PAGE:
Power giant plans 'cleanest' coal plant

A 'clean coal' plant that would capture and bury most of its carbon emissions could become the first coal-fuelled power station to be built in the UK since the seventies, under plans announced by British Gas owner Centrica.

Carbon from the Teesside plant would be pumped for storage under the North Sea

Carbon from the Teesside plant would be pumped for storage under the North Sea

Although not the first 'clean coal' project in the UK, the £1bn plant would produce almost zero emissions and would be the first with built-in carbon capture and storage (CCS), a spokesman for Centrica told edie.

The Teesside plant would produce a sixth of the carbon emissions of a traditional coal-fired power station, and capture over 80% of this to be piped for storage under the North Sea, giving overall carbon emissions equivalent to less than 4% of those of a traditional coal plant.

Using the "integrated gasification combined cycle" (IGCC) method, an emerging technology new to the UK, would enable the capture of a particularly high portion of the emissions. IGCC involves crushing coal into a powder that is then turned into an artificial gas, and the carbon extracted before combustion.

Each megawatt hour of electricity generated by the Teesside plant would produce around 0.15 tonnes of carbon, compared with 0.9 tonnes for a traditional coal-fired plant, or 0.45 for a gas-fired plant, the company said.

Two other clean coal plants have been proposed for the UK, an E.ON project on the Lincolnshire coast and an RWE scheme in the Thames estuary, but these would be far behind in terms of carbon emissions with around 0.7 tonnes of carbon per MWh, according to Centrica.

Another point setting the Centrica project apart is that it would be designed to run on British coal, unlike its competitors.

Construction of the Teesside plant could start in two years, following a development period while Centrica assesses the economics and viability of the project which it nevertheless says is almost certain to go ahead.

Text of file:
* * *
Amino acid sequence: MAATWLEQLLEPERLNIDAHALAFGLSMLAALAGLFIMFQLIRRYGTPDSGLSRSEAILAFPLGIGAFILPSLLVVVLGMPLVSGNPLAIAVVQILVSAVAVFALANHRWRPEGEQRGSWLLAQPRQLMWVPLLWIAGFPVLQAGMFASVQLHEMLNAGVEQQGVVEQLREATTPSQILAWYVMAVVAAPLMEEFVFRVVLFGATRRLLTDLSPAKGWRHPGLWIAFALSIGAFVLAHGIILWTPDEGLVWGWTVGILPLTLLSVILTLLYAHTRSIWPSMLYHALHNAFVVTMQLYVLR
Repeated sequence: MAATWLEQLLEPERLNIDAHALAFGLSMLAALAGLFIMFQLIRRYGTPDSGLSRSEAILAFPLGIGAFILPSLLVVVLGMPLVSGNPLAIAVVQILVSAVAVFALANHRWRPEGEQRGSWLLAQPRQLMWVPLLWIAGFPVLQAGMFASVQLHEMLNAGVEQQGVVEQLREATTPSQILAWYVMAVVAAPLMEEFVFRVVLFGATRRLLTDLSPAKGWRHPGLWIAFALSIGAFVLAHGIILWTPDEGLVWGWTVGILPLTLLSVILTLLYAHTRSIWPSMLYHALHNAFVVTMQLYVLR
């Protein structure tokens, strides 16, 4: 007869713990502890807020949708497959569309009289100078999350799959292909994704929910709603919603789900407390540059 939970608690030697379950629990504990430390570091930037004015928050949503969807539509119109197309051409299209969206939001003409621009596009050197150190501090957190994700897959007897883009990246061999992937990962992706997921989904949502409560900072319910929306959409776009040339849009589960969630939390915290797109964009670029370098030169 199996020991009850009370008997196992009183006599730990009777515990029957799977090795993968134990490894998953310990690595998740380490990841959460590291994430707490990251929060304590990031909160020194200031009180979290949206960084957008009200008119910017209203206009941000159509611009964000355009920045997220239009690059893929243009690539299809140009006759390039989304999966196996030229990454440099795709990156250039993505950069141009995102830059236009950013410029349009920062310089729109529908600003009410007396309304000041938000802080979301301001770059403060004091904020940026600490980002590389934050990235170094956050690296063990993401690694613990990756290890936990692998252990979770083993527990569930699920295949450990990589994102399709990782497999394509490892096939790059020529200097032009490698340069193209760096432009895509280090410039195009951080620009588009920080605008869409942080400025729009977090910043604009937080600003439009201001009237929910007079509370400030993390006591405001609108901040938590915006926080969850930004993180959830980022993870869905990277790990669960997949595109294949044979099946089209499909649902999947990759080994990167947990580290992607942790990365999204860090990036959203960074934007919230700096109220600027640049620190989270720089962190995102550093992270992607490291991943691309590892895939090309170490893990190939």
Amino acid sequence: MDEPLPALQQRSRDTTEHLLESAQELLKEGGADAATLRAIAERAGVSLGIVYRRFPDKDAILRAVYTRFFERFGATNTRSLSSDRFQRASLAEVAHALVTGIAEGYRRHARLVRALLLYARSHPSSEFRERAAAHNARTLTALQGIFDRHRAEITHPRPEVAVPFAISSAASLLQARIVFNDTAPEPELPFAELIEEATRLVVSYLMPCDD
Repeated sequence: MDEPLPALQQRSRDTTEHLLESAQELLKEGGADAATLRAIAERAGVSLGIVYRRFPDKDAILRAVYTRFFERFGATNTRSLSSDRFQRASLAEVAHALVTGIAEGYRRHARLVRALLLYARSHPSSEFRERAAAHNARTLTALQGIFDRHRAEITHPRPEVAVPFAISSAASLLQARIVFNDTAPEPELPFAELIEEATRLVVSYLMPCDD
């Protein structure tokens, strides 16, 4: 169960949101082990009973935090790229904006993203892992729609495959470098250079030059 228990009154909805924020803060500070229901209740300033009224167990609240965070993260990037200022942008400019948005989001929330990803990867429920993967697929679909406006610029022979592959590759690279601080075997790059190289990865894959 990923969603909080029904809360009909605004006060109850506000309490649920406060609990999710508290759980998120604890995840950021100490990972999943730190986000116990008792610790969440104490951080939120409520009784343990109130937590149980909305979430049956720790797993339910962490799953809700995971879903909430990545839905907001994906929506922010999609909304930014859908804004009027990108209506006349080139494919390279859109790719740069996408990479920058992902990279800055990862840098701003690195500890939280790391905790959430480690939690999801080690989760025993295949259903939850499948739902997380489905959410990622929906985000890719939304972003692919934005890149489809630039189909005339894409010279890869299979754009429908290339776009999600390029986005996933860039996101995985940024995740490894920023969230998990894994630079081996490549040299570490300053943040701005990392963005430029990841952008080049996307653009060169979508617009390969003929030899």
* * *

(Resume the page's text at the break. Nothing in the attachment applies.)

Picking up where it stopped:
By 2012-13, the plant could be supplying 800MW of electricity - enough to heat and light one million homes - to British Gas customers.

"The main reason for going into this project is its low carbon emissions, which makes economic sense if you start reflecting future carbon price in power generation build," the Centrica spokesman said.

The clean coal plant could also be ran on natural gas, and is part of the British Gas owner's drive to diversify its power sources, he said. These already include wind as well as the nation's biggest fleet of gas-fuelled plants, with a new 500MW wind farm on the Greater Wash in the pipeline.

To secure the Teesside project Centrica bought an 85% share in a company called Coastal Energy, a subsidiary of Progressive Energy Ltd which initiated the plans, as well as a controlling share in Coots, a CO2 pipeline company.

Sam Laidlaw, chief executive of Centrica, said: "This landmark agreement gives Centrica the option to take advantage of the environmental and economic benefits offered by emerging clean coal technology and could lead to the development of the UK's first complete clean coal plant."

Earlier this week the International Energy Agency predicted that on current trends energy use would grow by 53% by 2030, with fossil fuels expected to meet 83% of the growth between 2004 and 2030.

Goska Romanowicz


CO2 | coal | gas | gasification


Waste & resource management
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